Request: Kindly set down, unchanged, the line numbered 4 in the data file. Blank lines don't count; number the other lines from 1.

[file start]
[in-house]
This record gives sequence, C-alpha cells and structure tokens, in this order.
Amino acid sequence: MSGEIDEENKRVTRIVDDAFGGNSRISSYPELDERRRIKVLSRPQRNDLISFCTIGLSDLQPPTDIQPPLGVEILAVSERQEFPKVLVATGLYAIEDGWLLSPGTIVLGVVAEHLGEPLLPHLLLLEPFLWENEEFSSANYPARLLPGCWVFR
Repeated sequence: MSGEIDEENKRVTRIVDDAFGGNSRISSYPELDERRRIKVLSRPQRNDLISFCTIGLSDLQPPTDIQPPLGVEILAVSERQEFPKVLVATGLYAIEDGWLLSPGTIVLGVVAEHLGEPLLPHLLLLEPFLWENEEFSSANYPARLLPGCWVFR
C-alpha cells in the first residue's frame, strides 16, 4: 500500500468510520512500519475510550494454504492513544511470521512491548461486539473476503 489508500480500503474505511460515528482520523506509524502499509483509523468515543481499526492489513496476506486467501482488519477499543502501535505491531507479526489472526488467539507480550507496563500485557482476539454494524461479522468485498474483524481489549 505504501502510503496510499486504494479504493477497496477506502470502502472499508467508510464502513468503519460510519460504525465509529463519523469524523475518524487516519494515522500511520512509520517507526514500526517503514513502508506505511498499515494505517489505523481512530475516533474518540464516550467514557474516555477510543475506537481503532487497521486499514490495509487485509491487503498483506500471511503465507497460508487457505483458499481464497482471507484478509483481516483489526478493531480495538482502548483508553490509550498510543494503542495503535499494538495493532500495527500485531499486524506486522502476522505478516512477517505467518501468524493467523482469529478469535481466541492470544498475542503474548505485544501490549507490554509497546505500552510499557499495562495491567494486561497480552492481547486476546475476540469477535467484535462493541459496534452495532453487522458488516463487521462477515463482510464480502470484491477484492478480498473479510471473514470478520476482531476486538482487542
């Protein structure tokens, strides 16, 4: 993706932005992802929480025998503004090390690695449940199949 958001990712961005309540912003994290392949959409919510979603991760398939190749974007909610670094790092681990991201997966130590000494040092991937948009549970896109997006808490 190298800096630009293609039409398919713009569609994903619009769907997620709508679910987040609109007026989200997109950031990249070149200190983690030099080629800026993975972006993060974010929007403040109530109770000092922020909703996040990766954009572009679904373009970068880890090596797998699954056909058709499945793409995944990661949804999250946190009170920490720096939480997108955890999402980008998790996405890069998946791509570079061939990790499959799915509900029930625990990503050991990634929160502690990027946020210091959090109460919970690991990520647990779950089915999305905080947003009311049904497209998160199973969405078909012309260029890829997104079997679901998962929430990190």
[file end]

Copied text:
Repeated sequence: MSGEIDEENKRVTRIVDDAFGGNSRISSYPELDERRRIKVLSRPQRNDLISFCTIGLSDLQPPTDIQPPLGVEILAVSERQEFPKVLVATGLYAIEDGWLLSPGTIVLGVVAEHLGEPLLPHLLLLEPFLWENEEFSSANYPARLLPGCWVFR